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Ontario doctor banned from prescribing narcotics after painkiller probe Add to ...

A Brockville doctor who increased his patient’s dose of potent painkillers by a factor of 10 over the 13-month period before her overdose death will continue to practice.

Dr. Alan Redekopp got a formal reprimand from Ontario’s College of Physicians and Surgeons Monday. He is restricted from prescribing narcotics, controlled drugs and benzodiazepines, and must post a sign in his Brockville office advertising as much.

"Dr. Redekopp is relieved to have the CPSO matter concluded and he looks forward to continuing his medical practice," his lawyer, Laura Stewart, said Monday.

The College’s order comes exactly three years to the day after 19-year-old Dustin King was found dead on a couch in Donna Bertrand’s downtown Brockville apartment, overdosed on OxyContin.

Ms. Bertrand, a 41-year-old patient of Mr. Redekopp’s, died of an overdose days later in the same apartment.

Friends of Mr. King and Ms. Bertrand said afterward she’d been giving the teenager drugs.

The pair of deaths rocked the Brockville community and culminated in a coroner’s inquest this summer. The 48 sweeping recommendations that came out of that inquest ranged from limits on the size of prescriptions to changes in the way physicians, police officers and the public are educated about the potential dangers of painkillers.

Prescription opioids have become the fastest-growing cause of addiction Canada-wide. The problem is especially pronounced in Ontario, where the number of people killed annually by opioids equals the number of drivers killed each year in motor vehicle accidents.

The province is beginning to roll out an online registry that would track, in real time, who is prescribing what to whom. Since Nov. 1, the province has begun to collect the personal information of everyone filling for narcotics and controlled substances. But the database itself won’t be functional until spring.

The College’s order states Dr. Redekopp “failed to maintain the standard of practice of the profession … in prescribing narcotics and/or benzodiazepines.”

An expert report obtained by the College found his records rife with “unintelligible notation, deficient recording of drugs prescribed, and notes in non-chronological order.”

Of even more concern to the expert evaluating his records, however, were Dr. Redekopp’s prescribing practices. He “exhibits a lack of knowledge, skill and judgment” when it comes to prescribing opioids, benzodiazepines and psychostimulants; he prescribed “bizarre combinations of drugs.”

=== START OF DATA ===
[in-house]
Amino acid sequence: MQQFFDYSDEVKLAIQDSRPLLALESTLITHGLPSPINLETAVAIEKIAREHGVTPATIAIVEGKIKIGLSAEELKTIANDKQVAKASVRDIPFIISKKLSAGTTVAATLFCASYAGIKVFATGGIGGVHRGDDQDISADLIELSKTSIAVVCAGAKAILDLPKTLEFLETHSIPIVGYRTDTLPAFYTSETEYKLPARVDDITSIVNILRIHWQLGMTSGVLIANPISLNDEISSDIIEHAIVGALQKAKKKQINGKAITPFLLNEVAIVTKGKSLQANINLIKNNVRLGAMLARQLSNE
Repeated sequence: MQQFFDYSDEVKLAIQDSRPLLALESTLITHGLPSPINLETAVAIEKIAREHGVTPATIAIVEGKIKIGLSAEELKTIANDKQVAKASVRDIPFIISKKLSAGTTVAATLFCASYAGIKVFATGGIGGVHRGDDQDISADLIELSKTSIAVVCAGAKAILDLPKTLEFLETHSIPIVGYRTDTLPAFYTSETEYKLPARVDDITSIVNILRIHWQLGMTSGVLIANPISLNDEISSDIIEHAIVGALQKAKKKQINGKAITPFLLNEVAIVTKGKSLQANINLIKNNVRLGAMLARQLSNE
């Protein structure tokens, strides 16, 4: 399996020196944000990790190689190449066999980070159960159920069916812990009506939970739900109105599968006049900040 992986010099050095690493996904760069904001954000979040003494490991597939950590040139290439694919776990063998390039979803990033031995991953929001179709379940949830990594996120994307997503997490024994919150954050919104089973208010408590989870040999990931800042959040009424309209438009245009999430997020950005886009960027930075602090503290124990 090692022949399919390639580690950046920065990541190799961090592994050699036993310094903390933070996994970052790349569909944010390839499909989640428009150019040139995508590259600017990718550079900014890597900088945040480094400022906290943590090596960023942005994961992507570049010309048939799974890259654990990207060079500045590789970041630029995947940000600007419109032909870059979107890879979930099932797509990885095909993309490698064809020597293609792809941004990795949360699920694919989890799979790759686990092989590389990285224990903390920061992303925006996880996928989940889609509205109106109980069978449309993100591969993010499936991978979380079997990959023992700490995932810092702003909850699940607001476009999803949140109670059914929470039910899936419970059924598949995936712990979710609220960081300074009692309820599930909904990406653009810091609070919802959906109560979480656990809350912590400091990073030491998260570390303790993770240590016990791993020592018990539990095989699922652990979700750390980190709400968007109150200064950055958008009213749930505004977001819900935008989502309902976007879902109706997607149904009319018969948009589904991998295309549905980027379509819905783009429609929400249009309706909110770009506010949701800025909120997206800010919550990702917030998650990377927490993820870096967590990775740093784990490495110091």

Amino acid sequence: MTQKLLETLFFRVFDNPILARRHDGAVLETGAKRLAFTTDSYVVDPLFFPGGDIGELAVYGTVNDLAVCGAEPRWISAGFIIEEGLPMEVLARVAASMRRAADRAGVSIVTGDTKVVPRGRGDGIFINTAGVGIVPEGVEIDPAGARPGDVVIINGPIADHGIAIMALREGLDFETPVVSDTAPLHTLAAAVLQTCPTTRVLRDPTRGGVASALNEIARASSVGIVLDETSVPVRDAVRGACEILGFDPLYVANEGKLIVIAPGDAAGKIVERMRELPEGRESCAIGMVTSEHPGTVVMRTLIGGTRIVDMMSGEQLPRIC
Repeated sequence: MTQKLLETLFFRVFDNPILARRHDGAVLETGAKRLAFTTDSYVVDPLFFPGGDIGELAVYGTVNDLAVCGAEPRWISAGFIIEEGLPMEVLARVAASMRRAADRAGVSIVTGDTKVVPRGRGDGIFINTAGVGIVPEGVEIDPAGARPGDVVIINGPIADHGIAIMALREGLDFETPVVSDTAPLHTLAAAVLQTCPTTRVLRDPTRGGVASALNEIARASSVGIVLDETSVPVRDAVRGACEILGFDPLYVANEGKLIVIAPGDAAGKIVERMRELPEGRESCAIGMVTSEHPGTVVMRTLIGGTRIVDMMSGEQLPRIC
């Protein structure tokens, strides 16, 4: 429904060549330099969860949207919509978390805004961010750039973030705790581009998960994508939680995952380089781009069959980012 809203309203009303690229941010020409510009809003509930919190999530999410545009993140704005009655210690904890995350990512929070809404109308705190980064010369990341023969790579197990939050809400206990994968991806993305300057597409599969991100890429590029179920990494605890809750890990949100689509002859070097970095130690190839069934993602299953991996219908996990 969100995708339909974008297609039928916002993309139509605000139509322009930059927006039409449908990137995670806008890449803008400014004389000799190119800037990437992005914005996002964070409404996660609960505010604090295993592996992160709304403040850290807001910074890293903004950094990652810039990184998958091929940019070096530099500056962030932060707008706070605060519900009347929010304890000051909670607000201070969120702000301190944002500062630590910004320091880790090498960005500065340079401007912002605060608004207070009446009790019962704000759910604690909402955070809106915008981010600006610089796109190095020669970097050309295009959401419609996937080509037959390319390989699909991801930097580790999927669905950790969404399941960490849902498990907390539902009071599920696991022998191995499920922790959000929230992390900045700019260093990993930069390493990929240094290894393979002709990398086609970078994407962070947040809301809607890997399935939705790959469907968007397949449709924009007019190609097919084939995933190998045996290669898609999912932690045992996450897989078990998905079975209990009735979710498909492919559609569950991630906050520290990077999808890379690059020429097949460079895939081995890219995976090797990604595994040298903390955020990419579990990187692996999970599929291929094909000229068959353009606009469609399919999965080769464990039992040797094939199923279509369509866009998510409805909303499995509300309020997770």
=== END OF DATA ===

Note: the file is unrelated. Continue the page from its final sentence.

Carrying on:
All that said, the report notes Dr. Redekopp “appeared to be a compassionate physician motivated by a desire to serve the needs of a large and undoubtedly demanding patient population.”

He will have to submit to unannounced inspections by the College to ensure he’s following the order. He is also expected to take a course in medical record-keeping for physicians.

During his testimony at the inquest in Brockville this past summer, Dr. Redekopp repeatedly contradicted his own notes in reference to Ms. Bertrand’s care. He said he trusted her when she repeatedly requested higher doses of OxyContin despite warnings from police and concerns from pharmacists and his own staff that she was diverting her pills to the street. On occasion he acquiesced to dosage increases without seeing Ms. Bertrand in person.

Dr. Redekopp’s office was closed Monday, according to a voice mail message.

Mel Kahan, an addictions expert who testified at the Brockville inquest, said the College’s decision to let Dr. Redekopp continue to practise is “reasonable” but far more needs to be done from a public-health perspective.

“It’s not the issue of one occasional bad doctor: About 20 per cent of doctors are high prescribers of opiates. … These are doctors that were trained in a certain time … and they have learned an unsafe way of opiate prescribing,” Dr. Kahan said. “There needs to be a public-health response. Identifying one or two doctors is not going to do it.”

Dr. Kahan called for mandatory opiate-prescribing education for doctors in residence, and the possibility of new regulations on what drugs are prescribed.

Joanne Bertrand, Donna Bertrand’s older sister, has become a vocal advocate for better education and enforcement around prescription opioids.

She isn’t surprised by the College’s decision, but she is a bit disappointed.

“I’m still just trying to take it all in,” she said Monday from her home in Ottawa. “In order for them to take away his licence, that would open up a big can of worms. That would put every doctor that prescribes opiates right out there in the wind. And no one is going to prescribe anything.

“Do I think he should have lost his licence? As a family member, sure.”

Ms. Bertrand said her family is considering further legal action.

“The fact remains that he was an enabler. And now he’s lost his licence to be an enabler any more, going forward. But it’s a big, big world out there. And there’s still a lot of doctors that don’t know the effects and the harm of it.”

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